Hillary Clinton has dropped another hint she may run for the US presidency in 2016, telling an audience in the state of Arizona she was "very much concerned" about the direction of the country and was considering "all kinds of decisions" about her future.
The former US secretary of state and first lady, who was beaten by Barack Obama to the Democratic presidential nomination in 2008, said she was particularly keen to tackle climate change.
When asked by a member of the audience: "Ms Clinton, if you won't represent women in politics in America as future president, who will?" She replied: "Look, I am very much concerned about the direction of our country. And it's not just who runs for office but what they do when they get there and how we bring people together, and particularly empower young people."
Pressed further by television show host Jimmy Kimmel to give a clearer answer, she added: "I'm obviously thinking about all kinds of decisions." That drew a big cheer and knowing laughs from the friendly audience.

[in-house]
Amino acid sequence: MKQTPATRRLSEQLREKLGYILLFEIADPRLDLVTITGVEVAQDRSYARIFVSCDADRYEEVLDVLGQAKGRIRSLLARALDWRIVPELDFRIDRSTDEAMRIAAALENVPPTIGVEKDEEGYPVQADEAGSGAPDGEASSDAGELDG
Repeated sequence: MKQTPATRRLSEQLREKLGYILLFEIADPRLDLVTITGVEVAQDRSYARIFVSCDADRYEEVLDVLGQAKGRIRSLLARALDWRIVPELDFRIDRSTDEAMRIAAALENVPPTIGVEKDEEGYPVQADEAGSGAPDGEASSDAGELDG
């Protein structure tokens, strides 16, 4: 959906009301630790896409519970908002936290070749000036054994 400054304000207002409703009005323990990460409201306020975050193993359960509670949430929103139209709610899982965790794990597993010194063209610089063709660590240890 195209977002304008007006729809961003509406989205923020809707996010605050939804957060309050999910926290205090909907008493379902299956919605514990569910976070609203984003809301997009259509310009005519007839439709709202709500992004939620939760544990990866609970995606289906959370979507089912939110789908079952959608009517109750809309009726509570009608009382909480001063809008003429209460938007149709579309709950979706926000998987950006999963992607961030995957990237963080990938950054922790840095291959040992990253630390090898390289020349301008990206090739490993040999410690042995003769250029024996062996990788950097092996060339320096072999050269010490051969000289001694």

Clinton, who represented New York in the US Senate for eight years until stepping down to serve under Obama, has repeatedly said she has not yet decided whether to launch a second campaign for the White House.
Polls indicate that she would start as clear favourite in a party field that could also include Vice-President Joe Biden, and would be favoured in a general election against potential Republican nominees such as Senator Rand Paul of Kentucky and the New Jersey governor, Chris Christie.
She did nothing to dampen speculation about her future earlier in Saturday's event, while talking about the need for people who are committed to a public cause to keep trying even when their ambitions were thwarted.
"Too many people think that somehow if they don't get what they have worked for right away, that either they have failed or it wasn't meant to be, or they give up because they can't bear the energy or the disappointment of going on," she said.
Singling out climate change as a problem that jeopardised the "quality of life in so many places around the world", Clinton said "people are being ravaged by weather patterns and drought and so much else" due to rising temperatures.